By Will DeBerry
You may have heard about the UN’s sustainable development goals, which broadly categorize and rank the issues and challenges associated with sustainable development. Unfortunately, continuing negative environmental trends hinder progress and dampen success in other areas. In an effort to turn this trend on its head, the Intergovernmental Science-Policy Platform on Biodiversity and Ecosystem Services (IPBES for short) released the first global biodiversity assessment since the 2005 Millennium Ecosystem Assessment. Nearly 15 years later, experts from over 50 countries worked together to deliver this timely report, which not only calls for immediate transformative change but also compiles important data from over 15,000 sources to update what we know about our environment. This information is crucial in deciding what actions to take next.
The report states that around 1 million plants and animals are threatened with extinction, many in the coming decades. More specifically, over 40% of amphibians, 33% of reef-forming corals, and ⅓ of all marine animals are threatened. More than ⅓ of all land surface and nearly 75% of all freshwater resources are now devoted to crop or livestock production. The statistics are staggering but it is critical we are up to date on the information we use so that we can be as informed as possible, and then inform the uninformed. The report also mentions that without this transformative change we are almost sure to miss our nearest environmental goals and that we will be hard-pressed to meet our 2030 goals. With organizations as eminent as the United Nations compiling all this information for us, it’s easy to be intimidated as a single individual facing this massive problem.
The report ranks the culprits for these negative environmental trends as follows: changes in land and sea use, direct exploitation of organisms, climate change, pollution, and invasive alien species. While it is important to recognize these culprits on a broad level, the next steps need to be specific actions that will lead us to our goal of sustainable development. But in order to do this we need transformative change, says Sir Robert Watson, chair of the program. “By transformative change, we mean a fundamental, system-wide recognition across technological, economic and social factors, including paradigms, goals, and values.”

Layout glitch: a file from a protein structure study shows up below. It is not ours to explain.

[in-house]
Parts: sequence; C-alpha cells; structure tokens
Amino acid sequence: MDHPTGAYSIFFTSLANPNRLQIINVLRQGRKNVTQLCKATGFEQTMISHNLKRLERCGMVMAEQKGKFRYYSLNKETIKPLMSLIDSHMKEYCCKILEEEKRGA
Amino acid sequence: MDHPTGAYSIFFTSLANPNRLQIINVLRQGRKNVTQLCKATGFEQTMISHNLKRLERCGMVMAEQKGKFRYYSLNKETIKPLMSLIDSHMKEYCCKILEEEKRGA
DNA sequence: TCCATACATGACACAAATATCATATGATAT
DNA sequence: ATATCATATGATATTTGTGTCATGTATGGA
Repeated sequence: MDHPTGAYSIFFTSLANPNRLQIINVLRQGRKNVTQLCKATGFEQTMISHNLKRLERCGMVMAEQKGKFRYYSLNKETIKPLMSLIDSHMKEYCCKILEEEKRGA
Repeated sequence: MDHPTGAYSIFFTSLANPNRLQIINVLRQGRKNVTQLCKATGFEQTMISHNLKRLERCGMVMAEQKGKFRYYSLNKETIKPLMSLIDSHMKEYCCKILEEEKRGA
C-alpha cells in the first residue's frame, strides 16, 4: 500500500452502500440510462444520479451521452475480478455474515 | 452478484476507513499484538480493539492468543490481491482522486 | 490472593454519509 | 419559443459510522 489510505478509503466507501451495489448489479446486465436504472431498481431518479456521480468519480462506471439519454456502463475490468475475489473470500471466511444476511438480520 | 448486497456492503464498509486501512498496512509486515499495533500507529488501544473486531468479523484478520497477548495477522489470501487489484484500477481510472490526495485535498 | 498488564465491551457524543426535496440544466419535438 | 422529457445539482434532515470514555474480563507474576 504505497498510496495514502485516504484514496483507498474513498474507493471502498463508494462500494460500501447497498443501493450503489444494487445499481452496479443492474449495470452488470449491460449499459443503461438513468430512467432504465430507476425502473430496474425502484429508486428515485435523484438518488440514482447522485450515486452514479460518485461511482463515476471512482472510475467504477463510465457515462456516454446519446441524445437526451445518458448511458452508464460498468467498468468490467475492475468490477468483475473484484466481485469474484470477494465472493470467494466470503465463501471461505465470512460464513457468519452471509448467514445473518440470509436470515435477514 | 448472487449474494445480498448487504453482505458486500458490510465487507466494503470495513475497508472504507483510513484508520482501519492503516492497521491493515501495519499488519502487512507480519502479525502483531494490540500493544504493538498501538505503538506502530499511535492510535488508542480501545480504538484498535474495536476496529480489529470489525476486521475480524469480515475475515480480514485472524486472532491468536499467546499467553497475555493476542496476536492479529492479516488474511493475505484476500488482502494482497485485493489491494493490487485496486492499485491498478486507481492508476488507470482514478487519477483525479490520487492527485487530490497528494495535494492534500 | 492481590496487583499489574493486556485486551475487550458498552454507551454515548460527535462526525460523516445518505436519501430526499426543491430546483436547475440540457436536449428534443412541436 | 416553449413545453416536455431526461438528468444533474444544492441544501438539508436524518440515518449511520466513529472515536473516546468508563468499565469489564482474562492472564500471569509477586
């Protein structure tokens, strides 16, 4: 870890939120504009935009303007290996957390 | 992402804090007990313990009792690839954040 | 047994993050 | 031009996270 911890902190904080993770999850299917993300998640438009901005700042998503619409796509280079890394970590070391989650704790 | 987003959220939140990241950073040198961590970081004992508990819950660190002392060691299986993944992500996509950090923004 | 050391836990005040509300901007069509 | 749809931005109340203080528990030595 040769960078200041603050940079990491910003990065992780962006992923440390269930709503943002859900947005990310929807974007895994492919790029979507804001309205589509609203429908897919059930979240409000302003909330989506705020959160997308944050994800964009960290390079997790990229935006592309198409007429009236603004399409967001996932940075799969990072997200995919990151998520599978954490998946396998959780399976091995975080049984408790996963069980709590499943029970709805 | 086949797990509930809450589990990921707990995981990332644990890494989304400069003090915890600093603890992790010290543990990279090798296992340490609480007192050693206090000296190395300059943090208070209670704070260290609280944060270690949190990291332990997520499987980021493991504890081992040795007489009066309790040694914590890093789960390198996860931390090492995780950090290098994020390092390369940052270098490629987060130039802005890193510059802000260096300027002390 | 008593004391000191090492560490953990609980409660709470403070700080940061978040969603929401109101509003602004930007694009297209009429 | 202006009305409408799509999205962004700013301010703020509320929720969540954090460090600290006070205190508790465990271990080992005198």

Team-member Professor Brandízio stated that “A pattern that emerges is one of global interconnectivity and ‘telecoupling’–with resource extraction and production often occurring in one part of the world to satisfy the needs of distant consumers in other regions.” While this concept occurs all over the world with all types of resources and people, the rainforests have been, and continue to be, one of the prime examples. Logging, mining, ranching, soy farms, palm oil–these issues continue to persist and in some cases grow, almost solely to benefit the needs not of the local people, but of consumers across the globe. If we want to succeed in our conservation efforts, we must create a paradigm shift that Sir Robert Watson spoke of, and we must do it quickly.
At Rainforest Partnership, we are happy to be part of the solution, but we need you to be part of it too. Take a moment to think about your own consumption habits. When we become more aware, we become more prepared to face the tasks ahead of us. Check out our website for ways to help, and subscribe to our newsletter to learn more about our projects’ progress.